On Sight is a turn based multiplayer game. Here are explained the rules of the game. For help on how to use the game and other user interface questions, please refer to the file README which can be found in the game distribution package.
The game takes place on a board consisting of square tiles. Some squares are walls (white star-like obstacles), and the others are free squares (gray concrete slabs). Units can't move on walls and they can't see through walls.
Every player controls a party of his own. The party consists of a number of units which are seen as filled circles on the map. Every unit has a direction to which it looks. The field of sight of a unit spreads 45 degrees to left and right giving a total of 90 degrees. This field is blocked by walls and other units.
The main rule is the conversion rule: You can steal a unit by looking at its back. More precisely stated, unit X of party A is converted to party B if and only if X is seen by unit Y of party B and Y is not seen by X.
Every turn each player can move all his units by one square, and turn all his units to any direction. A unit can move only to a free square which was seen by the unit's party in the beginning of the current turn. Therefore, you cannot move backwards unless you have another unit "securing the back".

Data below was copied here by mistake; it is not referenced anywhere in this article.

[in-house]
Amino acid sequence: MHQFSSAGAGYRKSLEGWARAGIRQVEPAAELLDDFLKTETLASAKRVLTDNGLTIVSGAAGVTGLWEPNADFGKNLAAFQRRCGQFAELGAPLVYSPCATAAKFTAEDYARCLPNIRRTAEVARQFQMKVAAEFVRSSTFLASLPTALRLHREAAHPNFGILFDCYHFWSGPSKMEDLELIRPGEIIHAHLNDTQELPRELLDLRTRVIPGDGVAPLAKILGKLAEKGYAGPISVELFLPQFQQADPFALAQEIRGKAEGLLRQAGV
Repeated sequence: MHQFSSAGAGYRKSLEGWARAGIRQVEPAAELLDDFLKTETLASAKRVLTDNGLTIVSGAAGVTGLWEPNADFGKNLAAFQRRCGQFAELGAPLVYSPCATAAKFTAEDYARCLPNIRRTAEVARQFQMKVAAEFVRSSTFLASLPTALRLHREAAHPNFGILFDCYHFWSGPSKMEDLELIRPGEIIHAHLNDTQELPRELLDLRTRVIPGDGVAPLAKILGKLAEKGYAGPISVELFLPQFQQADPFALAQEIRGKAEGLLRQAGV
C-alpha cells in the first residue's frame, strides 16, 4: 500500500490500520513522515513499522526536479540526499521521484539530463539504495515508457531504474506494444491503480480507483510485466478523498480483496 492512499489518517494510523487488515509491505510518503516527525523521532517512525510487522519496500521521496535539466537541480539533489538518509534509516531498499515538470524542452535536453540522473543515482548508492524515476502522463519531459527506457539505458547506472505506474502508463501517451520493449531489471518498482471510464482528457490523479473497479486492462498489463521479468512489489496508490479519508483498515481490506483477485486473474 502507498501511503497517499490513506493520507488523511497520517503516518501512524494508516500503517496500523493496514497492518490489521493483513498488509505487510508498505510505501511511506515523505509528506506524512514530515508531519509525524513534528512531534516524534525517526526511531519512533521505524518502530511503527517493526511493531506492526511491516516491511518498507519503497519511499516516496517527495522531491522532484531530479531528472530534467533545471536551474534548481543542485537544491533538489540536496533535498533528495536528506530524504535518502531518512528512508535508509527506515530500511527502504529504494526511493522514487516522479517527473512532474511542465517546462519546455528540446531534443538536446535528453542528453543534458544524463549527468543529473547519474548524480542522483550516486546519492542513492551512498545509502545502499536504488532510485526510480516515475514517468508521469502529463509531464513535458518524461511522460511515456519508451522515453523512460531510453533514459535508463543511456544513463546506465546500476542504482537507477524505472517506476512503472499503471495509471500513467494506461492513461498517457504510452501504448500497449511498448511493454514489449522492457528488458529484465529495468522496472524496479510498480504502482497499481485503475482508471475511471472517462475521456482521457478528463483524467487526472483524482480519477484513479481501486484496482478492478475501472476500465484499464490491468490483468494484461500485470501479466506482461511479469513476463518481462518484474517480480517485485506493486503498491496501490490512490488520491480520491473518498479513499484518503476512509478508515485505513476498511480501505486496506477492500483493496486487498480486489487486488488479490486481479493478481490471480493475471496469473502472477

Before a party's turn begins, an empty screen is shown saying something like "Turn 13, click mouse" along with the symbol of the party whose turn it is. During this, all other players must turn away from the monitor. Only the player in turn is allowed to see the game board.
All squares that can not be seen by the current party are dimmed. This field of visibility is updated not until the player ends his turn by pressing the 'Move Done' button. After that, the player can see the updated game situation where all unit conversions have been done for the played turn. Then, by pressing the 'End Turn' button, the player ends his turn allowing the next player to take place.
The game ends when all units have been converted to a single party. That party wins the game. The game ends also if every party has skipped its turn consecutively. In such a case, the winning party is the one who controls most of the game board squares. A square is owned by the party that has an active unit strictly closer to the square than any other party. If there are two or more "closest" active units, the square is not owned by any party. An active unit of a party is such a unit of that party which has belonged to that party during the latest turn of that party. (This additional activeness rule is needed because there are situations where a unit changes side every turn and can't be moved by any party. These units are constantly inactive.)
Page updated on Friday 2001-12-21 by Ville Nurmi